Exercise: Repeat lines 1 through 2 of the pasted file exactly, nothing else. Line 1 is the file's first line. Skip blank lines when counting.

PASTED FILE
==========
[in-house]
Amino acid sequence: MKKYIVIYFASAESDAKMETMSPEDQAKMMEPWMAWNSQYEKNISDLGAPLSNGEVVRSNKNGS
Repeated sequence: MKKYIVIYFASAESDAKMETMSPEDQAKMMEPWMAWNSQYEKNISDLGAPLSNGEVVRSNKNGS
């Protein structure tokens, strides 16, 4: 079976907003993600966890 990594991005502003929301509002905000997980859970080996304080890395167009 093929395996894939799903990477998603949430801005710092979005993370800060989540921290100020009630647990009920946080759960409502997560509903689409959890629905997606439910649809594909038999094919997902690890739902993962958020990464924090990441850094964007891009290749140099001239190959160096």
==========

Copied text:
[in-house]
Amino acid sequence: MKKYIVIYFASAESDAKMETMSPEDQAKMMEPWMAWNSQYEKNISDLGAPLSNGEVVRSNKNGS